Parsing Bourla’s language in his comments last week, SVB Leerink’s Geoffrey Porges notes that Bourla’s decision to say they “may” be able to nail down the positive efficacy of their vaccine in a matter of days — a big change from his earlier certainty — may also indicate a delay on that to early November.

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IN8bio CEO William Ho (IN8bio)

Bring­ing their ge­net­i­cal­ly mod­i­fied gam­ma delta T cells to Nas­daq, IN8bio files for $86M IPO

The biotech IPO parade continues marching forward as 2020 turns toward the fourth quarter.

IN8bio, a New York-based company focused on genetically modified gamma delta T cell therapies, filed to go public Friday seeking an $86 million raise. The company has two clinical-stage candidates being studied in glioblastoma and leukemia, respectively.

By any stretch of the imagination, 2020 has already been a huge year for biotech, and nowhere does it appear more obvious than the vast amounts of companies hitting the public market.

News brief­ing: Ab­b­Vie and Roche's Ven­clex­ta scores an­oth­er FDA OK; Im­muno­Gen nabs Chi­na deal with $40M cash

AbbVie and Roche’s Venclexta has gotten a new FDA thumbs up.

The pair announced Monday that regulators have approved the drug in combination with azacitidine or low-dose cytarabine for newly-diagnosed acute myeloid leukemia in adults who are 75 or older or those who can’t undergo intensive chemotherapy. This follows the drug’s accelerated approval in 2018 and positive data from two Phase III confirmatory trials.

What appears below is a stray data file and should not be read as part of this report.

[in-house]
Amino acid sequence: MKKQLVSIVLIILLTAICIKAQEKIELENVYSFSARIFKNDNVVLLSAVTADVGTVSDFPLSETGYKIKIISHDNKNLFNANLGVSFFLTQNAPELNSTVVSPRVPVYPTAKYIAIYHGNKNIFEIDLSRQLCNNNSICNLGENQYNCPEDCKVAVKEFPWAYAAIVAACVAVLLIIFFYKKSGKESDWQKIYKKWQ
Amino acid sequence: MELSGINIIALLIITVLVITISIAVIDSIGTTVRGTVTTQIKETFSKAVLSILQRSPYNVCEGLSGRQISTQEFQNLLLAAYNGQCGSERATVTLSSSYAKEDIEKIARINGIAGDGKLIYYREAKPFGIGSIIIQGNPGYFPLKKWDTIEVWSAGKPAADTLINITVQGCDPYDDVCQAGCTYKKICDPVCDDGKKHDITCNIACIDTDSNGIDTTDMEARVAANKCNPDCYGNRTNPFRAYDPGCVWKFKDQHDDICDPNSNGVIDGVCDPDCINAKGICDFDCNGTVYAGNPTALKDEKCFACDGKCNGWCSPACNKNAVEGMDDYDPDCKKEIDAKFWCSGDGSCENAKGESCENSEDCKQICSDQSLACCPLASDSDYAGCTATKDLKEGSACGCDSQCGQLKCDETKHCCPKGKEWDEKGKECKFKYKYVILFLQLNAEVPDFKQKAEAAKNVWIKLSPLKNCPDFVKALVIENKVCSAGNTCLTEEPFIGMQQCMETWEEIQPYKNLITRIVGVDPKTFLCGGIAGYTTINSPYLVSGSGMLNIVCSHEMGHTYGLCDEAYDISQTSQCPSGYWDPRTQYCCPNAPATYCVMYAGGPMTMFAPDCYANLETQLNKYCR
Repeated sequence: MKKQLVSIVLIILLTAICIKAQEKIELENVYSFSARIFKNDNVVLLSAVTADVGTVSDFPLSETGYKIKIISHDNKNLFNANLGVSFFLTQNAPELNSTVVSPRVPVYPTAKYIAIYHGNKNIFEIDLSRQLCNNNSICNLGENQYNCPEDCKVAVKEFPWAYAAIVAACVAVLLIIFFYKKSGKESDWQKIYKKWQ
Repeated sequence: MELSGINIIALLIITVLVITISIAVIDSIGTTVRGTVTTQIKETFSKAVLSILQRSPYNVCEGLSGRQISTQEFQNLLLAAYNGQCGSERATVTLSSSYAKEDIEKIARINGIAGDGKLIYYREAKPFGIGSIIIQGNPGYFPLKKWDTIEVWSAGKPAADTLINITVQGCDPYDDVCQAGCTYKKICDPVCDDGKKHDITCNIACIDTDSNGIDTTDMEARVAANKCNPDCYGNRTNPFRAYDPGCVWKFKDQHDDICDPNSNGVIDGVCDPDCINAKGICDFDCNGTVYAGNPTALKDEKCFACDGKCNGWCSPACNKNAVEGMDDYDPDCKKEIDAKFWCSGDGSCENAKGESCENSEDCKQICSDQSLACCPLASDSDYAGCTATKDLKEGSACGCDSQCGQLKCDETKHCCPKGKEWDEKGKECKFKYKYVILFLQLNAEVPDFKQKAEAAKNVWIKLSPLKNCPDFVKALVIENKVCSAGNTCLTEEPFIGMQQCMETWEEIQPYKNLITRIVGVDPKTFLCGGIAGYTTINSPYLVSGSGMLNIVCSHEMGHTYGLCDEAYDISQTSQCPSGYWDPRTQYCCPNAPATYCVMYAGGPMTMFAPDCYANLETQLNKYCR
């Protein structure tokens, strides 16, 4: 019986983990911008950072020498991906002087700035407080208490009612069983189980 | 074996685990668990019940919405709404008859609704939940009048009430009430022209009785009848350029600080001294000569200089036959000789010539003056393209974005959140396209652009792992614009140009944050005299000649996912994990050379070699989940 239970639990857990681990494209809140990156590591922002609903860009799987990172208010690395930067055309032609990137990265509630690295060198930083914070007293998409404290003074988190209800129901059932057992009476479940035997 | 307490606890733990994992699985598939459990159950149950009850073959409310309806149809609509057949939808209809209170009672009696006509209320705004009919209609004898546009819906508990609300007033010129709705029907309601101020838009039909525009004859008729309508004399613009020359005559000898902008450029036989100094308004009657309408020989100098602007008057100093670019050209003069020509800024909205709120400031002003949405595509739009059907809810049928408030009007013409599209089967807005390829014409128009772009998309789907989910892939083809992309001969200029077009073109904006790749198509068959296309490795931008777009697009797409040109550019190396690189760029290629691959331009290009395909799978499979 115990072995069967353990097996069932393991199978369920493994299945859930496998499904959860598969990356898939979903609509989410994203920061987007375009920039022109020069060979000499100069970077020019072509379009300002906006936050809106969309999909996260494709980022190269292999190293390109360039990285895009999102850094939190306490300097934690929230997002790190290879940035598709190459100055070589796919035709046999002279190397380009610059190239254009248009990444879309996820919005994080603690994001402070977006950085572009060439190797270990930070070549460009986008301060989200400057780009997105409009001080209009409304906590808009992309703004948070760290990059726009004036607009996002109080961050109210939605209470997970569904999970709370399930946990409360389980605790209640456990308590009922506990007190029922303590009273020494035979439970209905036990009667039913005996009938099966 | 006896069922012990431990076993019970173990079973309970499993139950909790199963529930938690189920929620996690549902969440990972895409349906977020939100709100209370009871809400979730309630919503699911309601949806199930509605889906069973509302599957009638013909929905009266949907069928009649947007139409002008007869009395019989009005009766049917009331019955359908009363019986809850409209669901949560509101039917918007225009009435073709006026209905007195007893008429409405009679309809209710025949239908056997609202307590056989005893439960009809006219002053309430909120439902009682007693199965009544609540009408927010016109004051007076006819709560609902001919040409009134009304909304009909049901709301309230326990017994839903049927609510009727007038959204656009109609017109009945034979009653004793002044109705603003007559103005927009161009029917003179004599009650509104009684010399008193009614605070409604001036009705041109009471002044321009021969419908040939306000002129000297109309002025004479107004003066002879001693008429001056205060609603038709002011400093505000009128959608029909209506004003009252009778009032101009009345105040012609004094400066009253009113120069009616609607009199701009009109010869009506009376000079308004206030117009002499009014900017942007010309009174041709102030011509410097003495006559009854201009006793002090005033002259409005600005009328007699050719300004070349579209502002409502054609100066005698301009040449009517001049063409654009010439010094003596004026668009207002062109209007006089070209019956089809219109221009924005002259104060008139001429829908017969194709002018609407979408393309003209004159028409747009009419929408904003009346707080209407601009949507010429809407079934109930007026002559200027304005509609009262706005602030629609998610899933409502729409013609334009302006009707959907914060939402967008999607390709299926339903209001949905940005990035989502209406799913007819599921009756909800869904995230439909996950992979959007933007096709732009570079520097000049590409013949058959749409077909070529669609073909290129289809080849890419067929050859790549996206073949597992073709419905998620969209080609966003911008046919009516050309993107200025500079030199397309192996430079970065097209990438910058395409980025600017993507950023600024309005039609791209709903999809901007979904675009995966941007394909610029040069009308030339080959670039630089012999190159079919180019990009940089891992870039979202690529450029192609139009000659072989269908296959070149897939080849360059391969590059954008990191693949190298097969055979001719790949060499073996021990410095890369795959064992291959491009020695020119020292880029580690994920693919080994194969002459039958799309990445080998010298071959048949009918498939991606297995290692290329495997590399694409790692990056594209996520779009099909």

James Sabry (Roche)

Roche's James Sabry inks his sec­ond AI deal in back-to-back pacts — this time part­ner­ing Genen­tech with Stan­ford spin­out Gen­e­sis Ther­a­peu­tics

Less than a week after Roche joined forces with Dyno Therapeutics to develop gene therapies using artificial intelligence, its giant subsidiary Genentech is hopping on the AI bandwagon with a different player.

Genentech has inked a deal with Stanford spinout Genesis Therapeutics to harness its AI power for drug development and discovery. Genesis is getting an upfront payment and milestones, but the companies are keeping the details under wraps for now. The Burlingame, CA-based biotech also stands to earn future royalties on any approved Genentech drugs that come from the deal.

En­do pays $658M in a fur­ther bet on col­la­gen-based med­i­cines, buy­ing out long­time bio­phar­ma part­ner

A little less than two years after Endo Pharmaceuticals’ deal to purchase Somerset Therapeutics fell through, the Irish drugmaker is returning to the well with a much bigger acquisition.

Endo has agreed to buy BioSpecifics Technologies for a whopping $658 million, the two companies announced Monday, in the culmination of a research agreement signed all the way back in 2004. Endo will purchase all of BioSpecifics’ outstanding stock for about $540 million, valuing the company at $88.50 per share — a 45% premium on the $61.02 share price at which the company closed on Friday.